From Uncyclopedia, the content-free encyclopedia
Jump to navigation Jump to search
No, this is not a picture of objectivity. This is a picture of Adriana Lima. Would you rather look at a picture of objectivity?

Objectivity is the claim that some utterance is true for everyone, and is independent of the money the utterer stands to make off you, which may be in the form of a patronage job after you vote for his awful candidate. Objectivity in practice is unattainable, but it is a nice thing to shoot for, sort of like dating a Perfect Ten (pictured).

Objectivity is unmeasurable, because any proof of an utterance's objectivity might not be objective.


“We hold these truths to be self-evident...”

~ United States Declaration of Independence

The above is the first recorded case, and still the most notorious, where a writer asserts that not only is something true, but that if you have a problem with it, then you are the problem.

Saying something is objective is better than merely saying it is true. It is saying it is true for everyone, independent of point of view. This is the true mark of a liar.

Objectivity boils down to the ridiculous pretense that the speaker has no opinion on something. If that were true, he would not be giving the speech, and certainly not raising his voice and waving his arms at you. Those who profess objectivity have one of two things going on:

  • They are lying to themselves, or
  • They are concealing an insidious ulterior motive — that is, they are lying to you.

The latter might actually indicate greater mental health, if you can believe that there is anything good about stockbrokers.

In the media

The phrase media objectivity is the world's greatest oxymoron, beating out artificial intelligence, federal workers, and vacation Bible school.

It is a tenet of journalism that all news reporters and copy editors strive to dryly report the facts without imparting their own personal spin to it. Opinion belongs on the opinion page.

The reason they call it a tenet is that the media would rather have a tenet than a scam. But it's a scam. Everyone in the news room knows his audience and prepares the news the way the customers want it. Sell more papers: That's a tenet.

Examples from the United States
Main article: Liberal media

In the United States, large newspapers on both coasts are servants of the Democrats, while talk radio is the house pet of the Republicans. It is an objective fact that the medium you have chosen to keep current on the news is shooting straight (that is, it is objective) while the other media are slanted collections of libel and hatchet-jobs on the nation's finest statesmen (that is, they are crap). Readers in the U.S. can ponder the following examples:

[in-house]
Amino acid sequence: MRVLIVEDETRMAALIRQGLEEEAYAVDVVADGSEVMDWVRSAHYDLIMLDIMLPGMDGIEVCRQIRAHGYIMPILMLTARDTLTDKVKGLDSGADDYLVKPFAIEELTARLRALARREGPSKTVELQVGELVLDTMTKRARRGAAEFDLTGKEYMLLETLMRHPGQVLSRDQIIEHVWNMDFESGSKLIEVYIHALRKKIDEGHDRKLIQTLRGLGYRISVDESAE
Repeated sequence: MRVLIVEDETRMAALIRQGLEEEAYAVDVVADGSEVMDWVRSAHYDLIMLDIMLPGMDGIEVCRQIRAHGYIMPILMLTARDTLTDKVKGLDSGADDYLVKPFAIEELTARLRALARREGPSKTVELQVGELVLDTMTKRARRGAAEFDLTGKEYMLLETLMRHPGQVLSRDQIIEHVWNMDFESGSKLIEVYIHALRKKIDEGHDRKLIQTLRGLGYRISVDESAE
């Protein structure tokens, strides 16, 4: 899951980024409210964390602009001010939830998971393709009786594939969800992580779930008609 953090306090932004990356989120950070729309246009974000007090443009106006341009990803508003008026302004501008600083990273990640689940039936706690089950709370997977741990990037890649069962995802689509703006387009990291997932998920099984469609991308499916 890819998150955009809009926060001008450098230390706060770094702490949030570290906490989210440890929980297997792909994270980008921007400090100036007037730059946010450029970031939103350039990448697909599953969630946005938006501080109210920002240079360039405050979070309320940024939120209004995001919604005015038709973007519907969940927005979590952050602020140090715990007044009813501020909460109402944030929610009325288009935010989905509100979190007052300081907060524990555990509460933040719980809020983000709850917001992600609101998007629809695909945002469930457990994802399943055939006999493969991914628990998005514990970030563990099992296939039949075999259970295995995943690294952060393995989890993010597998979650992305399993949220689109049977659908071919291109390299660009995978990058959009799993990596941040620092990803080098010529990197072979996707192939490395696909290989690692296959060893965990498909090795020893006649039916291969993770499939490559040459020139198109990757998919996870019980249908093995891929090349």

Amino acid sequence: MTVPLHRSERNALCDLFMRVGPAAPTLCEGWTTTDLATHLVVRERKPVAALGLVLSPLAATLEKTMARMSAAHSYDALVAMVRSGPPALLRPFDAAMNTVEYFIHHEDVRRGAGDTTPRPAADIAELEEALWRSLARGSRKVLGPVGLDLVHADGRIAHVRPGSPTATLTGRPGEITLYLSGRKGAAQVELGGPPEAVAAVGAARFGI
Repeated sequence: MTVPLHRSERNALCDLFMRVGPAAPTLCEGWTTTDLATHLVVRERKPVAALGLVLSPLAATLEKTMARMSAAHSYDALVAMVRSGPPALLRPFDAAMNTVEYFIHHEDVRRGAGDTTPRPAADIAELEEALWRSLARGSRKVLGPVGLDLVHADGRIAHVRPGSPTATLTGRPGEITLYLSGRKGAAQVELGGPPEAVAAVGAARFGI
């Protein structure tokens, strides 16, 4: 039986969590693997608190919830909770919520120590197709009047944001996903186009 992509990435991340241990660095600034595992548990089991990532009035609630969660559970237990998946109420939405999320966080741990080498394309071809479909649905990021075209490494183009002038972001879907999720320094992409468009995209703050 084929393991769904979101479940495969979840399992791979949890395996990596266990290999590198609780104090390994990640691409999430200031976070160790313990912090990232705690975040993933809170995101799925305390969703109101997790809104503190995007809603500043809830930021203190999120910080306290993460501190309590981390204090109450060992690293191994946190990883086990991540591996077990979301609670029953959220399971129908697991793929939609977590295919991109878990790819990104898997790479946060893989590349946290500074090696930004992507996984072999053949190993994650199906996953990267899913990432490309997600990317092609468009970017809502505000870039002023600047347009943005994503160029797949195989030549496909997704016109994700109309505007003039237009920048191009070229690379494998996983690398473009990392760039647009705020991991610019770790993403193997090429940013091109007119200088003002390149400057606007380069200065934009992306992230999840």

1. One of the following statesmen misuses English or gets the facts wrong every time he opens his mouth:
  2. One of the following lacks the most basic qualifications to be President:
  3. One of the following is evil incarnate:
    • See above. We get the picture.
Exactly one of these two illustrations is of a dangerously unstable leader...
...And you know there is an objective way to tell which one.

All American readers will regard the above as a knee-slapping joke, and they will be split right down the middle as to what the joke is. Their own objective medium reports every misstep and pratfall of members of the opposition, while downplaying the same facts about their guys (usually with silence rather than overt misreporting). The other (crap) media do the opposite.

In this sense, "Fred is objective" essentially means "Fred agrees with me."

In the law

The District Attorney and trial lawyers are formally all "officers of the Court," with a joint duty to discover the objective truth so the judge can render a just verdict. Uh-uh, that's not a tenet either. The wife-beater is paying the lawyer to get him freed, and the lawyer will help the Court see the truth the very day the secondbaseman confesses to the umpire that he didn't get within three feet of the baserunner he supposedly tagged. The day the accused decides his goal is the truth, maybe he'll write an autobiography. Maybe from prison.

So is the judge the only person in the courtroom with an interest in the objective truth? Sorry, he doesn't care either. He is paid by the same government whose police booked the perp and gathered the evidence, and he knows what a waste it will be if he can't stage-manage a verdict of Guilty. His favorite tool is a "jury questionnaire" that implies that certain answers to questions 1 through 20 dictate an answer of Guilty to question number 21. His greatest fear is that any of his jurors realizes he can vote Not Guilty on a whim.

In science